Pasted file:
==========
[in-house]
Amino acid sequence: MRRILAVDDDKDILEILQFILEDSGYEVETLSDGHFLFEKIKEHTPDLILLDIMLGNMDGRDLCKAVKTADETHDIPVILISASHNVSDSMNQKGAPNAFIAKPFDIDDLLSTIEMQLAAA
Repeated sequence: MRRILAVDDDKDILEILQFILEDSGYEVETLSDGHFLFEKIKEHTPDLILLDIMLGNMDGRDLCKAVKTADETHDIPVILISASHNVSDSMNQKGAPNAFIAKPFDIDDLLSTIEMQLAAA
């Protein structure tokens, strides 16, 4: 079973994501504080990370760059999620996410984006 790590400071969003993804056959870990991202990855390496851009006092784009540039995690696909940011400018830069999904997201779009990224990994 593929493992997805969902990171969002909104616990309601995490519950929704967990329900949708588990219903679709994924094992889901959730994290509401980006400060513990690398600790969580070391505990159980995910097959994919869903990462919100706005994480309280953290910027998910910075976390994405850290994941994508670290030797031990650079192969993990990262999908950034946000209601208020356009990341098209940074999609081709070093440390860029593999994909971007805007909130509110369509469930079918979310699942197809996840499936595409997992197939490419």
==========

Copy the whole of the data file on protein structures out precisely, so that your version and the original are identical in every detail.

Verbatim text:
[in-house]
Amino acid sequence: MRRILAVDDDKDILEILQFILEDSGYEVETLSDGHFLFEKIKEHTPDLILLDIMLGNMDGRDLCKAVKTADETHDIPVILISASHNVSDSMNQKGAPNAFIAKPFDIDDLLSTIEMQLAAA
Repeated sequence: MRRILAVDDDKDILEILQFILEDSGYEVETLSDGHFLFEKIKEHTPDLILLDIMLGNMDGRDLCKAVKTADETHDIPVILISASHNVSDSMNQKGAPNAFIAKPFDIDDLLSTIEMQLAAA
């Protein structure tokens, strides 16, 4: 079973994501504080990370760059999620996410984006 790590400071969003993804056959870990991202990855390496851009006092784009540039995690696909940011400018830069999904997201779009990224990994 593929493992997805969902990171969002909104616990309601995490519950929704967990329900949708588990219903679709994924094992889901959730994290509401980006400060513990690398600790969580070391505990159980995910097959994919869903990462919100706005994480309280953290910027998910910075976390994405850290994941994508670290030797031990650079192969993990990262999908950034946000209601208020356009990341098209940074999609081709070093440390860029593999994909971007805007909130509110369509469930079918979310699942197809996840499936595409997992197939490419």